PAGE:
After a rocky search process, Mayor Bill de Blasio announced Monday that he has found a new schools chancellor: Richard Carranza.
Carranza, a lifelong educator, has been the superintendent of Houston Independent School District since late 2016 and was previously the superintendent of San Francisco Unified School District. In all the speculation of who would become the next schools chief in New York City, Carranza’s name had not been mentioned.
Carranza joined de Blasio and Carmen Fariña, the outgoing chancellor, at a press conference at City Hall. There, de Blasio praised Carranza as a great pick for the job, just days after his first choice rejected publicly rejected the position.
“His story is the story of the American Dream, if there ever was one,” de Blasio said about Carranza, an Arizona native whose mother was a hairdresser and father was a sheet metal worker. He said he had offered Carranza the job at 10 p.m. Sunday and “Richard agreed immediately.”
Carranza said he would work to execute on de Blasio’s education agenda. “There is no daylight between Mayor de Blasio and myself,” he said. “The equity agenda championed by our mayor is my equity agenda.”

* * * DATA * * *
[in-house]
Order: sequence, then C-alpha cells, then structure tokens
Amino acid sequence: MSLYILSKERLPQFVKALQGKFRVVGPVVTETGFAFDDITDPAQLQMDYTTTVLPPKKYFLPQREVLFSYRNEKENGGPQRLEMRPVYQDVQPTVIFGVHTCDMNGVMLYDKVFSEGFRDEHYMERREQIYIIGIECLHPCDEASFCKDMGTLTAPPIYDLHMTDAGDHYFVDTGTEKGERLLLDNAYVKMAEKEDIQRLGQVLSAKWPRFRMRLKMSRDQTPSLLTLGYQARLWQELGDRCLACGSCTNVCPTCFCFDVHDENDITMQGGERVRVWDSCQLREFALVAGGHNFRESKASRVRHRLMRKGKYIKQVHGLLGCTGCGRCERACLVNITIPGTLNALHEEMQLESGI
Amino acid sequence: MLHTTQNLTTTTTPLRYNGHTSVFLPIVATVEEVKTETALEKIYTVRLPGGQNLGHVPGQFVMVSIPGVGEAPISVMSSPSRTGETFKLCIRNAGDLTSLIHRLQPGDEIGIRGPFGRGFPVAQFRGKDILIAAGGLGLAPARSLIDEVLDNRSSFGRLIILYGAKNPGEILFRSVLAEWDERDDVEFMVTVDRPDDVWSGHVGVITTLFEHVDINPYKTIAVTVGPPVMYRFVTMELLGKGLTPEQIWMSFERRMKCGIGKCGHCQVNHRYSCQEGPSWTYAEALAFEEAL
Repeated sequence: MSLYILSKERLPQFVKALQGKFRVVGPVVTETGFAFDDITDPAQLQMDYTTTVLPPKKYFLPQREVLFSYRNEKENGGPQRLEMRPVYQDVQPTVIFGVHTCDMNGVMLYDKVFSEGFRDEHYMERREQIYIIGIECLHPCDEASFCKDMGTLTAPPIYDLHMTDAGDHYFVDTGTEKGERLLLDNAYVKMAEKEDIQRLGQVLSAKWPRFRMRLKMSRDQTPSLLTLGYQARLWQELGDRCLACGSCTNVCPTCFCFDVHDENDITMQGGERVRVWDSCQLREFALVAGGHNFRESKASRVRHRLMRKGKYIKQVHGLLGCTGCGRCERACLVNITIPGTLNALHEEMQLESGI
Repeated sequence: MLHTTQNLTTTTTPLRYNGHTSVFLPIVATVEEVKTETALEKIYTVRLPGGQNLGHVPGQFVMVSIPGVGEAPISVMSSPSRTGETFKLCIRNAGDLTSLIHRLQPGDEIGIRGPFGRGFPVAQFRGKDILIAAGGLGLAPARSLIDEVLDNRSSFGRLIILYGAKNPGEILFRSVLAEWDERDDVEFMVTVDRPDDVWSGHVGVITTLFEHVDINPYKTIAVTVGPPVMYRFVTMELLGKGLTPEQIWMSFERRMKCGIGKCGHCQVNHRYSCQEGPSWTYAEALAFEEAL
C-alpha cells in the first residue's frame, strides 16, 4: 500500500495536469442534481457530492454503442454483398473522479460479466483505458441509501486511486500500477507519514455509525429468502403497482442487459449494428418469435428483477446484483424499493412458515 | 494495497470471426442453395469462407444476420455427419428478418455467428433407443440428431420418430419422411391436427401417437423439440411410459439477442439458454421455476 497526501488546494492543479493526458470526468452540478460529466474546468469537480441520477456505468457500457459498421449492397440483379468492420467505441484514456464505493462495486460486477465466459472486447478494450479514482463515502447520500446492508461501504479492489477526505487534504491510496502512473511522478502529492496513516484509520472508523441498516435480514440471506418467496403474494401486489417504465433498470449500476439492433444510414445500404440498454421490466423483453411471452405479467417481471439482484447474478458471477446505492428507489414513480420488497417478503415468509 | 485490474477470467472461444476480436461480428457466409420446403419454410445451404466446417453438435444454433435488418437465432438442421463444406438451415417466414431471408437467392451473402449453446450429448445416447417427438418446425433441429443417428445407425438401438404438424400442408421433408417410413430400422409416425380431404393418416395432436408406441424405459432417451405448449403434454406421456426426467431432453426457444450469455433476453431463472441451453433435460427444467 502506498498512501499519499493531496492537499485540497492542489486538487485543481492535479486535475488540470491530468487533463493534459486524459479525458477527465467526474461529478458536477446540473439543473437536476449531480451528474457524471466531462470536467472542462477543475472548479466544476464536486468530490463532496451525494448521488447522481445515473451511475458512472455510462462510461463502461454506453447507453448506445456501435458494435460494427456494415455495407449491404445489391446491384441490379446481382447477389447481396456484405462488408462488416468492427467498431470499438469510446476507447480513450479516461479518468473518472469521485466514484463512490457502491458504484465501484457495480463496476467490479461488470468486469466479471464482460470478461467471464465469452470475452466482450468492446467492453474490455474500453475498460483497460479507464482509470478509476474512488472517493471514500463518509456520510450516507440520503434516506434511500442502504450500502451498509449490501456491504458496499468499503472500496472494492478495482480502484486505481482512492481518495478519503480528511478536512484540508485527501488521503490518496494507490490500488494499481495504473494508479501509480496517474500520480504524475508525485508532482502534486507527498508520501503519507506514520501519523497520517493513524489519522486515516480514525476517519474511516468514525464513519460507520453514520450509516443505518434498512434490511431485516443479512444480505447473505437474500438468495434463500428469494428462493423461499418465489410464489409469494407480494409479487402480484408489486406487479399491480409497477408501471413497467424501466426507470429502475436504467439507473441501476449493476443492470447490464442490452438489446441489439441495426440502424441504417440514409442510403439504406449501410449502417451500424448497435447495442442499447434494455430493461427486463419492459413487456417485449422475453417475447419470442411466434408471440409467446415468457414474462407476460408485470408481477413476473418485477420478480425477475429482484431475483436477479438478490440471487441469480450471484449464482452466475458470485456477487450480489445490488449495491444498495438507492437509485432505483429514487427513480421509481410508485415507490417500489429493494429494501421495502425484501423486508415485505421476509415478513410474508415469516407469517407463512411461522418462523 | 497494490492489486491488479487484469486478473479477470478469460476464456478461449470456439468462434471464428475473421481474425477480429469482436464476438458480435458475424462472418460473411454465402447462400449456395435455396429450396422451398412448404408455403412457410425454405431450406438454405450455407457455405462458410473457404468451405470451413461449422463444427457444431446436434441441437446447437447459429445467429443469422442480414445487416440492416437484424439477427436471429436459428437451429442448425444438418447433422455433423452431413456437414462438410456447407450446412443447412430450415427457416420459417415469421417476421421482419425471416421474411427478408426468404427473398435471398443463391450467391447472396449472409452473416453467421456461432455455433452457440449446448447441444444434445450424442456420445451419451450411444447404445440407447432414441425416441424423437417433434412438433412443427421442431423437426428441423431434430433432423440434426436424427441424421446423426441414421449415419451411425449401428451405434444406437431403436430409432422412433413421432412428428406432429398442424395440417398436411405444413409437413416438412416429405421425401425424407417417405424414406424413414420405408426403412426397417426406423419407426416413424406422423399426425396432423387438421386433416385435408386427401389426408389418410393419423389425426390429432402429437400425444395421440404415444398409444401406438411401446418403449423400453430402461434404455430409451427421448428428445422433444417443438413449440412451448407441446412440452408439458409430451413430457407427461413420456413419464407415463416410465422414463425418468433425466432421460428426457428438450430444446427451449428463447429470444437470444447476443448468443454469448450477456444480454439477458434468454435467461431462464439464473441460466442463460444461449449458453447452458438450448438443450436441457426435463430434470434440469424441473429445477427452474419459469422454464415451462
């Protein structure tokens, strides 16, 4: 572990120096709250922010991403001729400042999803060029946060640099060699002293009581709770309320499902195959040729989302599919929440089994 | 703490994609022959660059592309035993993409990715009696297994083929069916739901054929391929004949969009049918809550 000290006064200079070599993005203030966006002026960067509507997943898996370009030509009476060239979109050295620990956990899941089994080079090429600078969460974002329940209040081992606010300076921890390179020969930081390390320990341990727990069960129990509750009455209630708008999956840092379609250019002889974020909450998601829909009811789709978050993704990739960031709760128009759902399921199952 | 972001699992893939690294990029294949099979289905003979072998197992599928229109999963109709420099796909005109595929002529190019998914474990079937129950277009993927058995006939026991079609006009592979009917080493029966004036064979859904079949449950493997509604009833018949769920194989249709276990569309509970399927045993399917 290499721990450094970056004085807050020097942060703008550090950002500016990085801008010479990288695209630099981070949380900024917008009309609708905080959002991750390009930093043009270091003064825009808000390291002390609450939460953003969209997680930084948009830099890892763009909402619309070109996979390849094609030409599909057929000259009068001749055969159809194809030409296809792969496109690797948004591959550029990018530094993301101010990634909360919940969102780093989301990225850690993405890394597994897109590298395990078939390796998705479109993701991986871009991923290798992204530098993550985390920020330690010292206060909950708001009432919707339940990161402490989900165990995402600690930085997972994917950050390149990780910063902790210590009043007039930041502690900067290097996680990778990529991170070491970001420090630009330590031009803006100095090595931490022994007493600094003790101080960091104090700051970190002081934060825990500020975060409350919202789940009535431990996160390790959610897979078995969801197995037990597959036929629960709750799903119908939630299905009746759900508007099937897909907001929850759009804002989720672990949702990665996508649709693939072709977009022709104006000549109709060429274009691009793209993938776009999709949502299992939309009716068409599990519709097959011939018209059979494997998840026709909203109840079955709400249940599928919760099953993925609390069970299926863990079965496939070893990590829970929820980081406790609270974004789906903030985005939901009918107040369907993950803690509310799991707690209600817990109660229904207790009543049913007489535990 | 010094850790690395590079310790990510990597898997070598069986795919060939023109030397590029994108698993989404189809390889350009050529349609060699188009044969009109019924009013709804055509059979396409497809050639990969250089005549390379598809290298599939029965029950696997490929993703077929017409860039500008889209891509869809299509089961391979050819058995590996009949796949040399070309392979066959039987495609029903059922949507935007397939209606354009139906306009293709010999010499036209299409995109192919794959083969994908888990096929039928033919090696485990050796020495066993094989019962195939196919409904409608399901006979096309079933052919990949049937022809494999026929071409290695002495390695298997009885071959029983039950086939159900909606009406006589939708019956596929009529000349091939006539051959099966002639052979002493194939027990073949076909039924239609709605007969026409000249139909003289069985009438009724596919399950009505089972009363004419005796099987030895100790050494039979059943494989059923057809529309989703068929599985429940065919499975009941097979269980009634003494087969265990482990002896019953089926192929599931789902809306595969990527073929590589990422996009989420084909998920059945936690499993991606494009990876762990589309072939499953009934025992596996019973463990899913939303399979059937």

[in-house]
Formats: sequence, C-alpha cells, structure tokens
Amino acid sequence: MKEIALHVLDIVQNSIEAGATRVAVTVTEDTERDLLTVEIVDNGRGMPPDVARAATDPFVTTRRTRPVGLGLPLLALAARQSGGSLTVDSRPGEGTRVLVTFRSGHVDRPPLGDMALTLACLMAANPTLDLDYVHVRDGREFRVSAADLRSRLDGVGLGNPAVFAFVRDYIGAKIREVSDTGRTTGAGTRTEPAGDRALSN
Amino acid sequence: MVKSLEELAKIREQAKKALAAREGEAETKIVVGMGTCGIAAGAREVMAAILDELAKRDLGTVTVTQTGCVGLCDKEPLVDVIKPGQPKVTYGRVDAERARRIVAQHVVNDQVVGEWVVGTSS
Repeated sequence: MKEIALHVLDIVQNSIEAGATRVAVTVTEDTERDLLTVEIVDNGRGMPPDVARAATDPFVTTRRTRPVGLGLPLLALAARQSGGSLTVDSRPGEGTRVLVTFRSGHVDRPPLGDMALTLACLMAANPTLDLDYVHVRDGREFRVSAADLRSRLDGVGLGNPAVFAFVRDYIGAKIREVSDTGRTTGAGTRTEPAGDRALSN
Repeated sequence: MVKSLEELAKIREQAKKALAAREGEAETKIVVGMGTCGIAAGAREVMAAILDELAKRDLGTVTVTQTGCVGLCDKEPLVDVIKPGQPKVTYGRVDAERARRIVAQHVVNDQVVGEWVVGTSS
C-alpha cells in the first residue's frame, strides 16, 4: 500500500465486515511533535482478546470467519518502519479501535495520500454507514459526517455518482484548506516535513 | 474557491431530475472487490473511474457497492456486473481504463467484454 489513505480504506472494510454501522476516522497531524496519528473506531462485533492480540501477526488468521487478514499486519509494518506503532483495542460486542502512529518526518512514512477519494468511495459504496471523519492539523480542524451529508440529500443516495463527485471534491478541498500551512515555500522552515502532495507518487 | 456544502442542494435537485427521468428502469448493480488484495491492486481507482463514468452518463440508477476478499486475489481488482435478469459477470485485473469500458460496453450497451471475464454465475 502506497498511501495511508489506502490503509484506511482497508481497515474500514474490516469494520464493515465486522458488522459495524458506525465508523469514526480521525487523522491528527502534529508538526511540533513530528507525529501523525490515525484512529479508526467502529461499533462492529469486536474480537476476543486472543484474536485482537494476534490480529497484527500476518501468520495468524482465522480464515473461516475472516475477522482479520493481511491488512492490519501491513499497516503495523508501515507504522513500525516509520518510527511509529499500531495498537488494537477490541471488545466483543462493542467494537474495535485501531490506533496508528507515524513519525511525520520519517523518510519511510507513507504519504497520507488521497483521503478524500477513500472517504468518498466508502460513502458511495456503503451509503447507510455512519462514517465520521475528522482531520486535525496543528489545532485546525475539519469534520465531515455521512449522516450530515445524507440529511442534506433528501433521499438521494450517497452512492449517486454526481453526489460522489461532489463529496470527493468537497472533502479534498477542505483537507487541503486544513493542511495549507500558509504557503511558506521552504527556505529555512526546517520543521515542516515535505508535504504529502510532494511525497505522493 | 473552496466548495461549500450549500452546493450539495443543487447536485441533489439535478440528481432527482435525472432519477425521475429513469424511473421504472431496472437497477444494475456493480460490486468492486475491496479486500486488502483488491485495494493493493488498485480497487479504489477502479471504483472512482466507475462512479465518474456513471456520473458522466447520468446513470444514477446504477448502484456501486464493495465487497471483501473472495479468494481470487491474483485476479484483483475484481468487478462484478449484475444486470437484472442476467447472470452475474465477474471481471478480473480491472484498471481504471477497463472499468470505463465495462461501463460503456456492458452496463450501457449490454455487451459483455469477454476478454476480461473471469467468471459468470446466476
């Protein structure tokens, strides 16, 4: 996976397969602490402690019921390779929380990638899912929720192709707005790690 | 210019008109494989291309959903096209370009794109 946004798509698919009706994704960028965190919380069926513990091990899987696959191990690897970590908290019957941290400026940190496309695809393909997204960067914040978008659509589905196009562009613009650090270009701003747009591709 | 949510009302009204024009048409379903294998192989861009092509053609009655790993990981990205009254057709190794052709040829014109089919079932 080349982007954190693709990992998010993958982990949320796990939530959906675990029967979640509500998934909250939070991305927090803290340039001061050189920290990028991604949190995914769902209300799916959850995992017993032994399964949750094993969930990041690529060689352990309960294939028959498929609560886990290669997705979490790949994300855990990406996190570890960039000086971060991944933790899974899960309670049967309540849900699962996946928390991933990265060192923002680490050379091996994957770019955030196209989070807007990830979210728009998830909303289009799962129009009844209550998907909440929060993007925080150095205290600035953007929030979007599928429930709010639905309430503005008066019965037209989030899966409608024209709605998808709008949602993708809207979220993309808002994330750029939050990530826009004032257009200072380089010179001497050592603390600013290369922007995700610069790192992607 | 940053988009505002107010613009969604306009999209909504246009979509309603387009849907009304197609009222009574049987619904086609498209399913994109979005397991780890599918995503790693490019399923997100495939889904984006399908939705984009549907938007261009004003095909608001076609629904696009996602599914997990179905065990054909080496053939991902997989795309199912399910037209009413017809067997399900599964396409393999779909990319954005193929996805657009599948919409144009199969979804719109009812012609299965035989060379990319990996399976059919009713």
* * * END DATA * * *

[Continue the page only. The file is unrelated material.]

In a question-and-answer session, Carranza offered details, saying that he sees schools as a solution to segregation; he wants to see schools offer social services to students and their families; and believes students with disabilities should be included in mainstream classrooms whenever possible. All of those positions align with de Blasio and Fariña’s.
Fariña, who is set to retire for the second time after 52 years working in the city’s schools, praised Carranza as “an educator’s educator” and noted similarities between her life story and his. She also said she would look forward to working side by side with Carranza for some time in the city’s education department, in an unusual arrangement.
Education insiders quickly praised Carranza. “He’s very personable. He’s very a good listener. He’s very parent-student-oriented,” Betty Rosa, Chancellor of the state Board of Regents, told Chalkbeat.
The announcement comes after Miami superintendent Alberto Carvalho publicly snubbed the position by turning it down on live television last Thursday. The appointment will let the city avoid appointing an interim, something de Blasio had always said he preferred not to do.
Correction: A previous version of this story referred to Betty Rosa as the commissioner of the New York State Board of Regents. She is the Chancellor of the New York State Board of Regents.